CSS3 transitions allow for simple animations but only allow control for the beginning and end of animations without giving you any choice on how they progress. Animations in CSS3 give us that control by allowing us to define how the animation will progress over time using a set of keyframes. We’re also allowed control over the frequency at which the animation executes, whether the animation is paused or running and the delay of the animation start time.
The only thing worse than discovering your application is crashing is having a customer tell you your application is crashing. Not too long ago I received panicked emails stating that, at some random intervals, our application was throwing 500s. Unfortunately I turned off push notifications (actually it has helped separate work/life - if it’s an emergency you’ll be getting a call) so I didn’t receive these emails until the next morning when I sat down at my desk.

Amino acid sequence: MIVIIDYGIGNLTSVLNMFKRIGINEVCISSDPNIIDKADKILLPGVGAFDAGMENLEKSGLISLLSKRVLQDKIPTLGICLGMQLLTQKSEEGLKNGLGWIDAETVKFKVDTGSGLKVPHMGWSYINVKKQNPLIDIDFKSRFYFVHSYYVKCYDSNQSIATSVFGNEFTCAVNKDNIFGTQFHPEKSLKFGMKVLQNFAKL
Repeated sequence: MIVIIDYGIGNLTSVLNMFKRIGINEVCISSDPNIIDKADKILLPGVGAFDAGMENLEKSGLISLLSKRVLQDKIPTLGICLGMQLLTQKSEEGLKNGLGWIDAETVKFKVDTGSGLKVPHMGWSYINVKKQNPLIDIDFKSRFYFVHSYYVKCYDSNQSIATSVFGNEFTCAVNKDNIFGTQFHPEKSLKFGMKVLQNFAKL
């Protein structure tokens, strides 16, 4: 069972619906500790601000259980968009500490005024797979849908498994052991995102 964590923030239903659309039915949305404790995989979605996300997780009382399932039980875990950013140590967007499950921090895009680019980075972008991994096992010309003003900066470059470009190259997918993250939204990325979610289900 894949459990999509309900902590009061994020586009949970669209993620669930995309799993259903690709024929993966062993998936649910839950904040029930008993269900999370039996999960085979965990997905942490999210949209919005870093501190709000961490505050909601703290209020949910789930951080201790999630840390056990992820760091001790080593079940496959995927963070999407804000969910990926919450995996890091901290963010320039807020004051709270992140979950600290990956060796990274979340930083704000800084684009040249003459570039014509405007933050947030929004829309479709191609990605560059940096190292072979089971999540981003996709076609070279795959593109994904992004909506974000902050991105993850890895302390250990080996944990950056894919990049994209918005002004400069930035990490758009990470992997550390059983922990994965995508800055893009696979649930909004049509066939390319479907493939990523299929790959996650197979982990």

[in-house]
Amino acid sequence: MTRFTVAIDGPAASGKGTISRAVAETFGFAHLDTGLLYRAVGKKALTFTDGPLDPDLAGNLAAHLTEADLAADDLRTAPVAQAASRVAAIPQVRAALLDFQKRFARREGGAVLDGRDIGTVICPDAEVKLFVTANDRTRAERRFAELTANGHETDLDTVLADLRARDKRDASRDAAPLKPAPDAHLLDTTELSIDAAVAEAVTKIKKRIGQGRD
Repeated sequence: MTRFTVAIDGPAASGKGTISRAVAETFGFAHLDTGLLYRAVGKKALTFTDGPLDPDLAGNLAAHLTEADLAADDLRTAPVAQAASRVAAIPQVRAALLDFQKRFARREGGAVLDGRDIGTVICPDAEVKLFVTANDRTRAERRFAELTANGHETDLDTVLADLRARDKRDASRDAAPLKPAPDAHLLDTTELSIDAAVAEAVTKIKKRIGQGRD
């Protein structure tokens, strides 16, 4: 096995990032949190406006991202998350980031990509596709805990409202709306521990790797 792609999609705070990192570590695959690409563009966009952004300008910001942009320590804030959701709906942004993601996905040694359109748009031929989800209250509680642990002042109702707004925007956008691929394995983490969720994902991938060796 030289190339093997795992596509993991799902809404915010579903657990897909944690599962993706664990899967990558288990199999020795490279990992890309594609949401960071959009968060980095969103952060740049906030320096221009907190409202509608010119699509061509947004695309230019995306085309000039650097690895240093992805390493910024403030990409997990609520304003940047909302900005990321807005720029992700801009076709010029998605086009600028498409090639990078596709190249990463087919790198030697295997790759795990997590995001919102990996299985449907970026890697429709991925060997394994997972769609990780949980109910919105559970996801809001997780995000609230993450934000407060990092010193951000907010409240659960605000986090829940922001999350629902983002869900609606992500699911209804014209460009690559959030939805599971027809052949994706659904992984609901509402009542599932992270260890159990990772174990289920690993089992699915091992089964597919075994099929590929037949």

My co-worker had already diagnosed the problem by the time I had arrived.
The CSS3 Transition spec has already defined various timing, or stepping, functions for us. What do these timing functions look like, you ask? Take a look.